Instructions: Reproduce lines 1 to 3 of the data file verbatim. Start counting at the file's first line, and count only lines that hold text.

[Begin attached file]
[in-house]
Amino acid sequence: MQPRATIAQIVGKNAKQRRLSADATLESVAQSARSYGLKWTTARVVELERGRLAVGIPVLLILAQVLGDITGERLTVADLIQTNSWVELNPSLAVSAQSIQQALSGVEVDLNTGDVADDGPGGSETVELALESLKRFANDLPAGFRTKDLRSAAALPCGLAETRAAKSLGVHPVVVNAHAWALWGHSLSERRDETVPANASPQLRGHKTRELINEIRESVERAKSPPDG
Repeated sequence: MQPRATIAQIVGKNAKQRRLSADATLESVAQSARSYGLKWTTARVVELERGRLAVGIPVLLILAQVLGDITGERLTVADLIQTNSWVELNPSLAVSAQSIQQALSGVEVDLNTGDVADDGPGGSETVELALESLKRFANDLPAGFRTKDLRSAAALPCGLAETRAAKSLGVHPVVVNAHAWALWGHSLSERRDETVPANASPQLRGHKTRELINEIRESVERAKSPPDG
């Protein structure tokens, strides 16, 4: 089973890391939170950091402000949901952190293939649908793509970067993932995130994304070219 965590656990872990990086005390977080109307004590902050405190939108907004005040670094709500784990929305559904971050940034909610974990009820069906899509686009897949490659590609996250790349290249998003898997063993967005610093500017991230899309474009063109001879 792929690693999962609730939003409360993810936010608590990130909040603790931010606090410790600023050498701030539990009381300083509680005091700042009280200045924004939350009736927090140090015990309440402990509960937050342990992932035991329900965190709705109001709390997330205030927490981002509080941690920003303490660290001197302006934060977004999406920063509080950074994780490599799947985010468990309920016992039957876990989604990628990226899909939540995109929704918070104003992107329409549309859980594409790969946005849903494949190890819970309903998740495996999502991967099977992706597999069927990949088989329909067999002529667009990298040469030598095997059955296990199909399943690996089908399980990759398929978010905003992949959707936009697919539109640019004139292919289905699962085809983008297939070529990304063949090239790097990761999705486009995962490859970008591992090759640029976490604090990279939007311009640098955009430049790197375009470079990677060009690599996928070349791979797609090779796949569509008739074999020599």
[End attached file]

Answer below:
[in-house]
Amino acid sequence: MQPRATIAQIVGKNAKQRRLSADATLESVAQSARSYGLKWTTARVVELERGRLAVGIPVLLILAQVLGDITGERLTVADLIQTNSWVELNPSLAVSAQSIQQALSGVEVDLNTGDVADDGPGGSETVELALESLKRFANDLPAGFRTKDLRSAAALPCGLAETRAAKSLGVHPVVVNAHAWALWGHSLSERRDETVPANASPQLRGHKTRELINEIRESVERAKSPPDG
Repeated sequence: MQPRATIAQIVGKNAKQRRLSADATLESVAQSARSYGLKWTTARVVELERGRLAVGIPVLLILAQVLGDITGERLTVADLIQTNSWVELNPSLAVSAQSIQQALSGVEVDLNTGDVADDGPGGSETVELALESLKRFANDLPAGFRTKDLRSAAALPCGLAETRAAKSLGVHPVVVNAHAWALWGHSLSERRDETVPANASPQLRGHKTRELINEIRESVERAKSPPDG